Cruelty Intervention

Cruelty Intervention

The ARL has an animal welfare coordinator on staff who investigates animal abuse and cruelty situations across the state of Iowa. With the help of law enforcement, the ARL has improved the lives of hundreds of animals that were abused or living in neglectful situations.

The ARL works to educate the public on how to identify and report animal abuse and neglect. It is important for everyone to report animals in abusive or neglectful situations.

If this is an animal cruelty emergency, please call your local law enforcement. Your call could save a life.

Step 1: Evaluate the Situation

When helping animals in abuse or neglect situations, it is important to first know and understand what constitutes animal abuse, neglect or torture under Iowa law. People have different standards of care for their pets. While someone may not love and care for their pet like you do, it may not be an abuse situation. Ultimately, it will be up to law enforcement, prosecutors, veterinarians and a judge to determine if a particular case is animal abuse/neglect, but the following is a basic guideline by Iowa law.

Animal Neglect

Iowa law states that animals must have food, water, veterinary care and adequate shelter (dogs and cats only) provided to them. If you discover that an animal is not getting needed food, water, veterinary care or shelter, you should report it immediately.

Animal Abuse

Iowa law states that animal abuse is intentionally injuring, maiming, disfiguring or destroying an animal owned by another person, in any manner, including intentionally poisoning the animal.

If you are unsure if a situation is abuse or neglect, it is always best to report it to authorities or to the ARL to be sure. The ARL can help you assess the situation and report it to the proper law enforcement agency.

Animal abuse can be more immediately recognizable than neglect. If you see someone abusing an animal, you may have the impulse to run over and tell the person to stop. However, unless you know that confronting the person will change their behavior and not risk harm to yourself, don't do it. Instead take photographs or videotape if you can. This evidence will be invaluable to investigators.

In the case of children abusing an animal, the children's guardians may be unaware of the behavior. Additionally, animal abuse has been linked with other types of abuse in the home, for example, child abuse and domestic violence. It is better to contact authorities and let law enforcement investigate than to try to handle the situation yourself.

Step 2: Report It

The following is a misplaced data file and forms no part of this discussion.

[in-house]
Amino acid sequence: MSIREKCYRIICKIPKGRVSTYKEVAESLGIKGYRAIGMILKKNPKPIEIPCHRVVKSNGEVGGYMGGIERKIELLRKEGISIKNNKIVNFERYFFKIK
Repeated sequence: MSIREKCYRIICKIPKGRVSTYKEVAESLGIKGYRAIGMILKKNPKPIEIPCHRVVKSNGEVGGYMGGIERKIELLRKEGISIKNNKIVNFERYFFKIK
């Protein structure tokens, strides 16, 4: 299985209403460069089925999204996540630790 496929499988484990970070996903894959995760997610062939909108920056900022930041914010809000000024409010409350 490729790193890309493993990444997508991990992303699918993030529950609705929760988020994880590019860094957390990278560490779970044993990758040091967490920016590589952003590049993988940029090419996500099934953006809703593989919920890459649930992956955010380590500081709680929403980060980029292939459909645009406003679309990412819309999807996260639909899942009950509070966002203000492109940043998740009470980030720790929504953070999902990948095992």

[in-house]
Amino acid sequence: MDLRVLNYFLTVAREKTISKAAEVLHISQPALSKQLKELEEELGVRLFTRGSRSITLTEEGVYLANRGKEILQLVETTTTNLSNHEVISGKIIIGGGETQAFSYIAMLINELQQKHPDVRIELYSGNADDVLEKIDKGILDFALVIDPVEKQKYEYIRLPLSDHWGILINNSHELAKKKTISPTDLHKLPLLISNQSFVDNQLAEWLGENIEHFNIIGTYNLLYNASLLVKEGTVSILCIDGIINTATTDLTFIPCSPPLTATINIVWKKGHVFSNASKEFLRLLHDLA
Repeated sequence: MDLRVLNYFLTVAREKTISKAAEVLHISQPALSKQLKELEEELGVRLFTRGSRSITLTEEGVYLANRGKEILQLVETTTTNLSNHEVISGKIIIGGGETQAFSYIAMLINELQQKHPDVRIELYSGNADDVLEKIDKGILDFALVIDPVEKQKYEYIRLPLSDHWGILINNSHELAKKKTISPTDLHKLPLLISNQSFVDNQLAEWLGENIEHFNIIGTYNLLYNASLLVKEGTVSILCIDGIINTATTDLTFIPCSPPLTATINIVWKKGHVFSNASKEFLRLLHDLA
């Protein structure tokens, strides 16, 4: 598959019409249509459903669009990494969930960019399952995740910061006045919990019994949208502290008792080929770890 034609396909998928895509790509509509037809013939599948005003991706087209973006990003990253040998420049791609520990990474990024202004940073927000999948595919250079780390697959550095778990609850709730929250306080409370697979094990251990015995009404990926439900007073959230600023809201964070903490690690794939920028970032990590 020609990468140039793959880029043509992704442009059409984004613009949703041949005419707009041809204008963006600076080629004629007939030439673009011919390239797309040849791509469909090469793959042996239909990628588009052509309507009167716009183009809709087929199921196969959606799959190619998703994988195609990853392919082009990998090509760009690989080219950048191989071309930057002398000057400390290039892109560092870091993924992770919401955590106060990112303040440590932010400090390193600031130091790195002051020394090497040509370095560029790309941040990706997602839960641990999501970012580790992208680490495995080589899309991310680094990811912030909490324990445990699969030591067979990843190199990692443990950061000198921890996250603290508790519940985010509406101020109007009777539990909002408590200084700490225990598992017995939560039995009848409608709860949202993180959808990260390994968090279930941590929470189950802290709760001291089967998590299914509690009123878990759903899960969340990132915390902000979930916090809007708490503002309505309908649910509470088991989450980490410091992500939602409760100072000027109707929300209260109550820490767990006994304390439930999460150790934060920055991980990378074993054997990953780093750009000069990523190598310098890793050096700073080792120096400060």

If you witness animal neglect or abuse, you should immediately report it to your local law enforcement agency. You may also report it to the ARL's Animal Welfare Intervention Coordinator, who will follow up with authorities or intervene directly.

If you are worried about retaliation against you, tell the officer that you wish to remain anonymous. Be aware, however, that in some situations remaining anonymous can make it more difficult to prosecute the case.

A home visit by either law enforcement or the ARL will determine what needs to be done to alleviate an animal's suffering. Usually, neglect is caused by guardians not understanding their pets' needs. The majority of the ARL's staff time is spent explaining how to correctly care for pets. If a pet is seriously in need of medical care or obviously abused, the animal may be removed from the home and placed in protective care while an investigation is completed.

Do not attempt to remove a pet from a potentially abusive or neglectful environment yourself. This is illegal, and it doesn't stop the cycle of abuse. The person could get another pet and treat it in the same abusive manner. It's better to work with law enforcement to attempt to educate the person and/or possibly prosecute the person.

Step 3: Help Prevent Abuse

The key to preventing animal abuse/neglect is education and strong anti-cruelty laws. Serious penalties can inhibit cruelty, and with the addition of counseling as a penalty; can help stop the incidents from being repeated.

You can help prevent animal cruelty by talking to others about what to do if they see animal abuse or neglect. You can also help them better understand how to humanely train and care for their pets.

When you see a neglected or abused animal, you can take action. Don't hesitate to help the helpless. You may be the only chance an animal has to end its suffering.

If this is an animal cruelty emergency, please call your local law enforcement. Your call could save a life.

If you'd like to request more information about our programs, please contact:

Robyn Dobernecker, Animal Welfare Intervention Coordinator
(515) 381-7997